According to a recent study entitled ‘The High Cost of Low Performance’ by the Project Management Institute, organizations are completing fewer projects and failing to accomplish target objectives, resulting in significant monetary loss. How much? The study reports US$122 million wasted for every US$1 billion invested due to poor project performance, a 12 % increase over last year.
The explanation for this phenomenon is intricate; nevertheless, companies suffering from poor project management have to deal with deteriorating project outcomes, troublesome global trends, and a shaky economy.
Look Beyond Technical Skills
The most successful corporations and project professionals make it a priority to employ individuals who demonstrate supplementary skill sets in leadership and business, other than just technical skills. This in turn facilitates long-range strategic objectives. Therefore, the ultimate skill sets that corporations are looking for encompass technical, leadership, and strategic as well as business management expertise and acumen. The study’s authors note, “when organizations focus on all three skill sets, 40 percent more of their projects meet goals and original business intent.”
Drive Success with Executive Sponsors
With the participation of heavily committed executive sponsors, companies can overcome the communications gap among influencers and implementers, thus boosting cooperation and support, improving project success rates, and reducing risk as well as costs. In fact, when more than 80 percent of projects have a committed executive sponsor figure involved in the process, 65 percent more projects are executed successfully. Only three in five projects have committed executive sponsors involved. At Imperial Advance, we make employee recognition a priority and recognize achievements in technical, leadership and strategic skills.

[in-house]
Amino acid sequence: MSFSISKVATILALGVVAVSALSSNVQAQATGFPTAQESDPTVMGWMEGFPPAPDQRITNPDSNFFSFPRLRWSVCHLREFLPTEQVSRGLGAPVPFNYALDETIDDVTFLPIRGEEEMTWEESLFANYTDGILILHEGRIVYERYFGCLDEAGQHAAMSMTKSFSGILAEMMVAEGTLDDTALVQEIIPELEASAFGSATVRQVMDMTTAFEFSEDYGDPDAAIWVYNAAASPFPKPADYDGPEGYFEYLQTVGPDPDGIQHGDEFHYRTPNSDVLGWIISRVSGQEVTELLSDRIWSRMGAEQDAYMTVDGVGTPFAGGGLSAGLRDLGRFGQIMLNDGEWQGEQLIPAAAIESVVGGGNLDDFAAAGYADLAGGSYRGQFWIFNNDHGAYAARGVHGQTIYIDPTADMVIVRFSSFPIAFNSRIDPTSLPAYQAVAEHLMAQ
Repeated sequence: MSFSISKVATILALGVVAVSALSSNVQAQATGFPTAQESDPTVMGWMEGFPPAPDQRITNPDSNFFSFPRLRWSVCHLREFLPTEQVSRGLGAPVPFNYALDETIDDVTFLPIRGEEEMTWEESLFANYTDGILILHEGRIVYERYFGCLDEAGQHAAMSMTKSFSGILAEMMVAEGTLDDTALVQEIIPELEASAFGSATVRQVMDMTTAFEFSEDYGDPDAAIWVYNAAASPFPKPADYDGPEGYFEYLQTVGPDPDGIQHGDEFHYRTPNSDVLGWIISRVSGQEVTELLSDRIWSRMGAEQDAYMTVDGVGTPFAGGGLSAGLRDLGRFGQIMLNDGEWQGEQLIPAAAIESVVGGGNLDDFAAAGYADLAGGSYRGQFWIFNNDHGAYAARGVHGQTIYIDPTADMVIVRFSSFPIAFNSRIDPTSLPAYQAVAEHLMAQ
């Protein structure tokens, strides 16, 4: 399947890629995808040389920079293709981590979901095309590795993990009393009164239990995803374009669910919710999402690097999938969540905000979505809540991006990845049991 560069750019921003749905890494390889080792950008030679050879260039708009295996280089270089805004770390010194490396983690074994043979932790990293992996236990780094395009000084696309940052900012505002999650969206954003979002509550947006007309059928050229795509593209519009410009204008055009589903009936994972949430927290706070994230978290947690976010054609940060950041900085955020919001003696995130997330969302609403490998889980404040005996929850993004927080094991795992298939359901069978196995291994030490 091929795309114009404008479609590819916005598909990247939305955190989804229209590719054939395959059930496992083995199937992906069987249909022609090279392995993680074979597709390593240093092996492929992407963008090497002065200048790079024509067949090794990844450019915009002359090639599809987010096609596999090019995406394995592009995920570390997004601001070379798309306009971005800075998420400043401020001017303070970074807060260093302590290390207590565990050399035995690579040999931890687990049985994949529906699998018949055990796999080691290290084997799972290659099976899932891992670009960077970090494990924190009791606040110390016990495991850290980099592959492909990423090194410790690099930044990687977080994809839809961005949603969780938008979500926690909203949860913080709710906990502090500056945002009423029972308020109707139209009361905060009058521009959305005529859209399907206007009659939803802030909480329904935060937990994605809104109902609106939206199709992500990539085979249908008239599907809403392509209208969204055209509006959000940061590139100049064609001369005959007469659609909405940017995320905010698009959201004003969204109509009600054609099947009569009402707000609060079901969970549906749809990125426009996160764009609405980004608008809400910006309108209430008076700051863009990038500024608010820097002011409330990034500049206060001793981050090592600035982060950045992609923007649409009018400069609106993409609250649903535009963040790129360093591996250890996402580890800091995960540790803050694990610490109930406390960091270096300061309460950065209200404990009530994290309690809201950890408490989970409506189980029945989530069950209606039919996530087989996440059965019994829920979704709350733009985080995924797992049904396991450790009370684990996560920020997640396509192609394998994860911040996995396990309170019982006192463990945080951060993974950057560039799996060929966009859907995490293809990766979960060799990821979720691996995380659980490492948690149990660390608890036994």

Reinforcing the Importance of Project Management
According to research conducted by the Project Management Institute, “just over half of organizations fully understand the value of project management and less than two in five place a high priority on creating a culture that recognizes its importance as a driver of better project performance. Organizations that place a high priority on creating this culture report 71 percent of projects meeting original goals and business intent versus 52 percent that place a low priority on it.”
Executives and Project Management Officers (PMO) Leaders are Both Optimistic about the Future
Executive management leaders together with PMO directors see eye to eye in regards to the importance of constantly enhancing their competitiveness in the coming years. Eight in ten executive leaders and PMO directors agree they will accomplish this by applying the following measures: devising strategies suitable for varying market conditions, prioritizing as well as investing in viable ventures and/or initiatives that will result in strategic developments, as well as employing lessons learned from unsuccessful projects.
To sum up, organizations have a higher probability of succeeding when all of the employees are aligned with the company’s business objectives dictated by the company’s leaders (from all levels), who cultivate an atmosphere that advocates flexibility and advancement. Essentially, their goal is to expand and sustain the project, program, and portfolio teams that will convert their vision into feasible results.